Time for some real policing! Linden thumbs through a Koran and mentions Sterling. (Remember Sterling? Miss u, girl!) Holder brings Linden a maple bacon doughnut that, to our unprofessional eyes, appears to be neither maple nor doughnut, but, hey, she’s the detective. About a week too late, the two decide to follow up on Stan Larsen’s mob connections: Linden interviews sad jailhouse Stan — a strikingly shot scene, actually, between the orange-clad bear-man and the sweater-bound lady cop — while Holder checks in on sketchy Belko, whose attempts to pull a Law & Order and make coffee while being interrogated only serve to make him sketchier. And then word comes down that there’s a cabbie who remembers picking up Rosie at the Ahmed house. While Linden interrogates him (while the guy eats a taco — another Law & Order classic!), we can’t help but wonder: Who conveniently found this cabbie? And why isn’t he in charge of this investigation? But hush: It turns out Rosie headed home after dropping off her Koran (?!) … where someone was waiting for her.
Ding ding ding! If your Belko sirens have been going off since he took an uncomfortable interest in the bed-wetting habits of the Lil’ Larsens, then this was the episode for you. It turns out our rat-faced pal isn’t just a little screwy, he’s off-the-charts, villain-in-a-bad-episode-of–Silk Stalkings loopy: a 30-year-old who lives at home with his mother, “Bev,” a chain-smoking, negligee-wearing caricature who murders kittens and calls her son “miracle baby” and “little man.” Overall, just a series of very cool, very subtle choices here. But lest we get too fixated on Belko-as-baddie, it was all another red herring in a show filled with enough of them to open a communist fish market. Despite his photos-glued-to-the-wall fixation on the Larsens, it’s quickly clear that Belko is no murderer (unless you count beating rocks half to death). After a very bizarre interrogation scene that begins with Linden getting kinky (“70 years old. Sure hope I look that good in lingerie”) and ends with Holder using the cutting-edge cop technique of repeating every question Linden asks but louder (a method he clearly learned from Detective Garrett Morris on the first season of SNL, Belko admits he was in the house that night, against Mitch’s wishes, but only heard Rosie making plans about someone or something named Adela — the same name scribbled on a note wedged into her Koran.
While the exonerated Belko takes out his frustration on his unsuspecting thigh, Linden and Holder huddle up (the latter with a mini-basketball in his hands, clearly a trophy from the time he won $1.6 million on a disputed sky hook). Now, we’re not police officers, but it seemed pretty clear to us from the minute the word “Adela” made an appearance that maybe it was worth cross-referencing — at the school, the mosque, the campaign, heck, maybe even at the halal meat market. But Linden is no ordinary cop (in fact, according to some, she just might be the world’s worst cop — she flips through a phone book (very 2011) and then goes to have a chat with Rick, her would-be (more like won’t-be) husband who is waiting for her at the motel. “Want to come inside?” she asks. “No, thanks,” he replies. “I’d rather have this long-overdue, intensely personal discussion seated on the filthy hallway carpet of a fleabag motel.” Let’s leave aside for a moment the logical hoop-jumping it takes to accept the premise that Rick found it easier to fly back to Seattle for an hour or two to have this conversation rather than pick up the phone — this is, after all, a television show. Let’s also ignore the fact that it seems like a bizarrely confident outlay of cash not only to buy your own last-minute, same-day ticket but also airfare for Linden and Jack. (That classic midnight Seattle-Oakland flight must always be empty!) No, we can criticize this scene on a more basic level: It was hooey. We know Linden is dedicated to her job — Rick even refers to her perhaps being either wounded or institutionalized as a result of said dedication — but we have no evidence that she’s any good at it. Her refusal to leave or even, really, to speak with Rick seems like writers-room decision making, not any sort of emotional truth. So, after a good-bye floor kiss, Rick walks away, ostensibly for good. Good-bye forever, zinfandel dreams!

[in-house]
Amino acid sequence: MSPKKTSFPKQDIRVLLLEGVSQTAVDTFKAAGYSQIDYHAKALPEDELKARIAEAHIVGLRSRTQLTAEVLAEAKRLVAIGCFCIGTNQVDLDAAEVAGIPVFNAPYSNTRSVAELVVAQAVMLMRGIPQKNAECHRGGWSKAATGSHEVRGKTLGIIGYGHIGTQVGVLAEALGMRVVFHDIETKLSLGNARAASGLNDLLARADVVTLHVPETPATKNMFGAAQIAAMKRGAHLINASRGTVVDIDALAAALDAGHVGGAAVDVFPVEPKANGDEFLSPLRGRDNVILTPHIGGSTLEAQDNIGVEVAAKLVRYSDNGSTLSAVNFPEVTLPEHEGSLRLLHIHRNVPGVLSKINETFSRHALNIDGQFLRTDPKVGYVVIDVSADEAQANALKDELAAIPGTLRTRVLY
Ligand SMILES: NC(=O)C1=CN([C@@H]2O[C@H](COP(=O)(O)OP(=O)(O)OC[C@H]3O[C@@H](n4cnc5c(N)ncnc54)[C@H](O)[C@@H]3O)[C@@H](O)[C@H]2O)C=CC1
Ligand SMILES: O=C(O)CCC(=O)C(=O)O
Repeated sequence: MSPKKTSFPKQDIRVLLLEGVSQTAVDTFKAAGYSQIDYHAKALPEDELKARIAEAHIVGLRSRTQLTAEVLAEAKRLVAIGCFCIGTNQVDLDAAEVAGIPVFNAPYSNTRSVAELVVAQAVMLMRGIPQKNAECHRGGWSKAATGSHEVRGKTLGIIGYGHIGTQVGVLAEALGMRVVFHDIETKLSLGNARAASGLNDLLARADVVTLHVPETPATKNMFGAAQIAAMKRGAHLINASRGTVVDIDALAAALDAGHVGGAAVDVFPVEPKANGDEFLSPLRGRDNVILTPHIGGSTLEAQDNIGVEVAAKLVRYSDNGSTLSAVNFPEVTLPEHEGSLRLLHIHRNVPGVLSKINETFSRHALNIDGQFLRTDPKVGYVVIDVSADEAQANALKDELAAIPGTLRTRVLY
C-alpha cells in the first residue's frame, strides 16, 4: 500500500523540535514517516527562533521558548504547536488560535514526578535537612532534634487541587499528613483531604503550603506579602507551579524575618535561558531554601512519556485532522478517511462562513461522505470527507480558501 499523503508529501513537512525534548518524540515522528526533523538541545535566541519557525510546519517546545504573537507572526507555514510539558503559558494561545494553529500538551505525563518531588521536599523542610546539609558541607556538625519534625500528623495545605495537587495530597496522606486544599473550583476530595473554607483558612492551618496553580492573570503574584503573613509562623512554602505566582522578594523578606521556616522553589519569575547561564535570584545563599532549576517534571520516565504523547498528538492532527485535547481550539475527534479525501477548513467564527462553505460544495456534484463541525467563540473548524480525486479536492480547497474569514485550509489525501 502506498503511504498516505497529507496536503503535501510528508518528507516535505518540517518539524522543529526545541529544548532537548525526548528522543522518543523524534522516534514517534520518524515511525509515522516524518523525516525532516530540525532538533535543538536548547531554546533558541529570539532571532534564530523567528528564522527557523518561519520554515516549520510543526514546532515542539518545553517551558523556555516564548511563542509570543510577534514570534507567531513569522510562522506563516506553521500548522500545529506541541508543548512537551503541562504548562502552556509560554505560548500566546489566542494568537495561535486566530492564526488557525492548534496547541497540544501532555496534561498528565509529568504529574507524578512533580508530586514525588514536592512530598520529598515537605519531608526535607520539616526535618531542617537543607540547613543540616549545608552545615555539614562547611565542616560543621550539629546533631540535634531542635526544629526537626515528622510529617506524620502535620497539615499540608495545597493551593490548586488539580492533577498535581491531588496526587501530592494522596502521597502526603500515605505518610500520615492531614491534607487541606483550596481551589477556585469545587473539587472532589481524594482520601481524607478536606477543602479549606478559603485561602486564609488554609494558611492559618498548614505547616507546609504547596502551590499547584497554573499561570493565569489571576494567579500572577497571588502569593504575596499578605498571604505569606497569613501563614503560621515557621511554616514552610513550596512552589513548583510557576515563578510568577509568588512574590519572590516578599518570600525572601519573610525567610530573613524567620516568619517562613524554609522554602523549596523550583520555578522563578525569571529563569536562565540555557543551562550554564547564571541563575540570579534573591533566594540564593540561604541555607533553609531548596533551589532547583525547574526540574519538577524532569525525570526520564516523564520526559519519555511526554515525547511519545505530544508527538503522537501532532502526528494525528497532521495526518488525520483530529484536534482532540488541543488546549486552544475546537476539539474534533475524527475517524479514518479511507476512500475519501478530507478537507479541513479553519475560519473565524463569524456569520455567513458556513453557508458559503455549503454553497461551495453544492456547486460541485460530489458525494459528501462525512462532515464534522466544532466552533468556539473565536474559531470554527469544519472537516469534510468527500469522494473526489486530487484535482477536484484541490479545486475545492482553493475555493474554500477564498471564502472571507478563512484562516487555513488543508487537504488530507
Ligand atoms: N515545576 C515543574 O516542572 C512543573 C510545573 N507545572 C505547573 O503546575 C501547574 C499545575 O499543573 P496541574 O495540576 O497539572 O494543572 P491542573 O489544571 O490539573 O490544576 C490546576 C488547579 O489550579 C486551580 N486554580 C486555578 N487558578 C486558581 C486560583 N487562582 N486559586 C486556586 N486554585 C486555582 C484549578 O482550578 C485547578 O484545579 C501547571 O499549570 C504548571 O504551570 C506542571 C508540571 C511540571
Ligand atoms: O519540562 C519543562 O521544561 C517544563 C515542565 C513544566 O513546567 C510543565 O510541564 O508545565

Speaking of hooey: With Belko scratched off it’s now apparently time to reset our suspicion meters all the way back to where they were in the pilot: focused on Darren. An exposition-minded intern at the campaign shows Jamie and Gwen footage of Rosie shaking Richmond’s hand at an event (Rosie, it seems, is the Zelig of Seattle, always showing up in photos and taxi videos when you least expect it — we’re anticipating the shocking release of images that show her participating in the moon landing and cheering on Lech Walesa at the Polish shipyard strikes). This reveal — coupled, we hope, with Darren’s insane personality swings over the past few days — seems to trouble Gwen. (As it should! We are running out of potential suspects here!) But not Linden: Like with all actual police work on The Killing, she stumbles onto the latest revelation by accident. During a morning jog, she discovers that “Adela” is the name of a ferryboat that takes vice-minded Seattleites to the Wapi Eagle Casino.
Oh, The Killing. Leave it to you to make the revelation of a boat be the dramatic cliffhanger of your fourth-to-last episode. It’s damning, but not altogether surprising. There is no momentum left in the show, no lingering interest in why or how. Merely who: and if it was Richmond, well … so what? Rosie, that lovable, Alanis Morrisette–resembling, Koran-reading, Grand Canyon–adoring zero, is long gone. And frankly, we find it increasingly hard to imagine — or care about — a world in which she was actually alive in the first place.